105. BELLE DE JOUR (1967)

“By the end, the real and imaginary fuse; for me they form the same thing.”–Luis Buñuel on Belle de Jour

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DIRECTED BY: Luis Buñuel

FEATURING: , Jean Sorel, , Michel Piccoli, Geneviève Page

PLOT: Séverine is a wealthy young newlywed who proclaims she loves her husband, but refuses to sleep with him. Her erotic life consists of daydreams in which she is bound, whipped and humiliated. She decides to secretly work as a prostitute during the day, taking the stage name “Belle de Jour”; in the course of her adventures a macho young criminal becomes obsessed with Belle, and he sparks sexual passion in her, as well.

Still from Belle de Jour (1967)

BACKGROUND:

  • The movie was based on a scandalous (but moralizing) 1928 novel of the same name by Joseph Kessel.
  • Belle de Jour marked Buñuel’s return to France after his “Mexican exile.”  It was the 67-year old director’s most expensive production to date, his first film in color, and his biggest financial success.
  • The director did not get along with the star, and the feeling was mutual. Buñuel resented Deneuve because she was forced on him by the producers. For her part, the actress felt “used” by the director.  Whatever their differences, however, they made up enough to collaborate again three years later on Tristana.
  • Séverine’s courtesan name, “Belle de Jour” (literally “day beauty”) is the French name for the daylily; it is also play on “belle de nuit,” slang for a prostitute.
  • Too spicy for critics in 1967, Belle de Jour won only one major award at the time of its release: the Golden Lion at the Venice Film Festival.  It now regularly appears on critics top 100 lists (Empire ranked it as the 56th greatest film of world cinema).
  • Martin Scorsese was behind a 1995 theatrical re-release of the film.

INDELIBLE IMAGE: The ecstatic look on Catherine Deneuve’s face as, tied up and dressed in virginal white, she’s insulted and spattered with shovelfuls of mud (or is it cow dung?).

WHAT MAKES IT WEIRD: Although the movie weaves in and out of dreams and reality until we don’t know which is which, by Luis Buñuel’s standards Belle de Jour is a straightforward dramatic film.  Even the dream sequences are relatively rational, unthreatening, and easy to follow, making Belle the favorite “Surrealist” film of people who don’t like Surrealism.  But something about the dilemma of Séverine/Belle’s divided personality, and her uncertain denouement, sticks with you long after “Fin” appears.  The movie’s weirdness is subtle but persistent, like the scent of a woman’s perfume that lingers in the air long after she’s departed the room.


Original trailer for Belle de Jour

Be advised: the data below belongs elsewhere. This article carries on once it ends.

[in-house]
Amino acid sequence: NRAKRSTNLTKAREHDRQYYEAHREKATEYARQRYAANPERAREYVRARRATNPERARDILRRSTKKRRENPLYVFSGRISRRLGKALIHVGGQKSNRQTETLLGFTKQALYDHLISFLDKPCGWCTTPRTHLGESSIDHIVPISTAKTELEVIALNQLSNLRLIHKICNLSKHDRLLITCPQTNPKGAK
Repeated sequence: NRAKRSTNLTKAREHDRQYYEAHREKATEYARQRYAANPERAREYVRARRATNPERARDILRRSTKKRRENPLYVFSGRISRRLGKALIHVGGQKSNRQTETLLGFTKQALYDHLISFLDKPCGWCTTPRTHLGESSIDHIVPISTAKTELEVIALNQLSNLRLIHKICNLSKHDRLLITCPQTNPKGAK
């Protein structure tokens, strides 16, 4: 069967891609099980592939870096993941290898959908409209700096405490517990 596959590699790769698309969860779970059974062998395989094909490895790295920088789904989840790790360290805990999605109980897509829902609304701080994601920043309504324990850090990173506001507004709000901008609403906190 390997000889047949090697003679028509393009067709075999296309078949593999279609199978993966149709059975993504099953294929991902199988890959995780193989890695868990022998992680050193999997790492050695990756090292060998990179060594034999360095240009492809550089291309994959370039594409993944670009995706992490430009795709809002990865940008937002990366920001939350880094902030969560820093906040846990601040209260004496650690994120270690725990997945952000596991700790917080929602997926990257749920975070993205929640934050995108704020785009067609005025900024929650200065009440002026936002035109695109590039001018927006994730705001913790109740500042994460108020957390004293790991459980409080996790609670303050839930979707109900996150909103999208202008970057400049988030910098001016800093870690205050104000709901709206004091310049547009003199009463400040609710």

COMMENTS:  Cinematographer Gil Taylor famously said “I hate doing this to a beautiful woman” while filming Catherine Deneuve cracking up and dreaming about imaginary rapists lurking in every corner of her deserted apartment in Repulsion.  I wonder how he would have felt about shooting this same beautiful woman being tied up, whipped and raped, whored-out, and spattered with mud in Belle de Jour.

Actually, he probably would have been fine with it if he wasn’t forced to use a wide-angle lens on her closeups—the source of his misread complaint in Polanski’s film—but stick with the accidental metaphor for a moment.  Appearing in these two movies in the space of three years, glacially blond Deneuve risked becoming typecast as a frigid Freudian pinup girl.  Unlike Repulsion, however, where a cruel irony emerged from the union of Deneuve’s unworldly beauty with her asexual disgust for men, Belle de Jour allows the actress to be a sexual creature, of a twisted sort. When the beautiful Séverine is abused and degraded in Belle de Jour, it is at her own insistence, in fulfillment of her hidden fantasies.

The unusual name Séverine is the feminine of Severin (meaning “severe”), which Joseph Kessel chose for the self-abusing heroine of his novel as a tribute to the masochistic protagonist of “Venus in Furs.” But besides “severe,” the name also connotes “sever” or “severed”: a woman divided. This secondary meaning is accidental, of course, but it must have pleased Buñuel, for whom the deepest and purest meanings are always a result of coincidence. Séverine is torn between her split desires for chaste love and sexual lust, between her husband Pierre and her lover Marcel, between the comfortable life of a bourgeois housewife and the sensual adventures of working girl, and most importantly between dreams and reality.